A former co-worker told me she was leaving the company just as they were getting ready to start a new, kind of crazy project. She asked to meet me and told me about what was going on and what the project might be. I told her I was interested and that I would love to come back to work ASAP!!! (as long as I could find child-care). So, she relayed my thoughts to the bosses, we scheduled a meeting and I came in, looking like a new mom, haggard and frazzled.
They asked me about my experience with video production. None, other than what I’ve absorbed through osmosis from my father and growing up around a news studio.
They asked me about my experience with photography.
Minimal portrait taking for a chain studio. I had a vague understanding of 3-point lighting and NO idea how to properly use a camera. Again, I’d picked stuff up through being around amateur photographers, former professional photographers, and former news camera operators but I had never had more than a passing run-down of camera technology, let alone composition, technique, focus-pulling, etc... They asked me if I was interested in learning.
Hell yes. I love a challenge.
Good enough, they said.
I was fortunate enough to have an understanding of where to start and to have bosses willing to hire pros to teach me. We recruited a producer, a director of photography and an editor to show me the ropes. I had a week with the producer, two days with the DOP and two days with the editor. They tried to cram 4 years of film school into that brief time.
That was 3 years ago.
If you go back and look at our early efforts it is quite obvious that we had no idea what we were doing. I was still getting the hang of the camera, afraid to change any settings lest I did something I could not un-do. My “talent” - although a great teacher and an expert in his field- had never been on camera before. He was stiff and formal, obviously self-conscious and just as afraid as I was.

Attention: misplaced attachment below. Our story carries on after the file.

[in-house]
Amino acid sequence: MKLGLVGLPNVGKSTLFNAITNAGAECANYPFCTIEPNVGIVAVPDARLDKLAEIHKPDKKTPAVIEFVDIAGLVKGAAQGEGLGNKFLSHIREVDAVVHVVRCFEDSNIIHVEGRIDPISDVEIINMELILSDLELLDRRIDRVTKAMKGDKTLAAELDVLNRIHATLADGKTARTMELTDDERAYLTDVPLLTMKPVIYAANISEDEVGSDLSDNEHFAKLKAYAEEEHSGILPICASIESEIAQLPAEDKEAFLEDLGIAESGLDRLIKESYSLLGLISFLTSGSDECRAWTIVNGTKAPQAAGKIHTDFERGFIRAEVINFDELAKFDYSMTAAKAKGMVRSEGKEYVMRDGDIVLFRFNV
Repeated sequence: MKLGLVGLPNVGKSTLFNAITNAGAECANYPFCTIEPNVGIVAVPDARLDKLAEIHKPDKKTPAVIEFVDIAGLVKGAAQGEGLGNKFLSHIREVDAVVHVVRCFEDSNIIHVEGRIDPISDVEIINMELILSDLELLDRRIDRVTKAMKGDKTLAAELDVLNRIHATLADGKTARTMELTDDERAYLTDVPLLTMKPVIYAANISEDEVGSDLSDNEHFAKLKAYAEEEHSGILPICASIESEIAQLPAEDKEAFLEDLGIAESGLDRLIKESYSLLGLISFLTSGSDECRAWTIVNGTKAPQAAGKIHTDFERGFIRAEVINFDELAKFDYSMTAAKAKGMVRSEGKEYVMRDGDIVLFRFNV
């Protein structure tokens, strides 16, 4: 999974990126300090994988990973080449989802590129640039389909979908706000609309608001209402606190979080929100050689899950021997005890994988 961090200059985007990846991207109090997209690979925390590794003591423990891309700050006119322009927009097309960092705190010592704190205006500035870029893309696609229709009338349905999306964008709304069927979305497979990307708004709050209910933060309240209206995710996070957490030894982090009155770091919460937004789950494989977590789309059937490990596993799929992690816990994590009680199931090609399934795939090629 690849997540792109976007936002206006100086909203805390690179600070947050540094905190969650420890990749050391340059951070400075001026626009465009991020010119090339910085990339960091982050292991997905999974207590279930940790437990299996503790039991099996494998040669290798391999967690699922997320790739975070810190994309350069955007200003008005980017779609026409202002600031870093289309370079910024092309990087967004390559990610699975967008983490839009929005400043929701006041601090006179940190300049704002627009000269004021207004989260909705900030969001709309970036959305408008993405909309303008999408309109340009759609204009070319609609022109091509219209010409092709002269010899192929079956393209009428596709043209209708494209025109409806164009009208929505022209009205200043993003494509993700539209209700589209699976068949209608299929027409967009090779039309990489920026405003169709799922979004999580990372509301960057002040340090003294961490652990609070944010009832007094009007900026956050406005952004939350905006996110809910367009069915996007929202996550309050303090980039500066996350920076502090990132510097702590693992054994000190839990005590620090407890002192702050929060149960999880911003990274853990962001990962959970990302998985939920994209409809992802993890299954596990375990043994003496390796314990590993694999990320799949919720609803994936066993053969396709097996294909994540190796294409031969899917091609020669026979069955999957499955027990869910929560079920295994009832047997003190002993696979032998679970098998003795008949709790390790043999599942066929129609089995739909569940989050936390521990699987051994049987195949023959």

We are still learning ever day. Luckily, I am no longer afraid of my camera. I have read and re-read the manual so many times, trying to figure out how to get the most out of it. The pros we hired gave me a starting point. They gave me enough information to pick up the camera to shoot and sit down to edit the resulting footage. The main thing I needed to start producing our videos was the confidence to learn.
We started with nothing more than a goal. We wanted to make videos instructing customers how to properly install 500 of our top-selling parts. We knew how to provide the instructions. We had a clear idea of what we wanted to show customers so all we had to do was shoot it.
Video production takes time. I am constantly learning. I continue to read books, I am still taking courses and attending workshops but the most important thing I do is I shoot. I keep shooting videos, I keep editing, I keep writing scripts and I keep experimenting with my camera. Practice will never make me perfect, but it will make me better.
Get a camera, start shooting, read the manual, prepare for terrible footage, learn.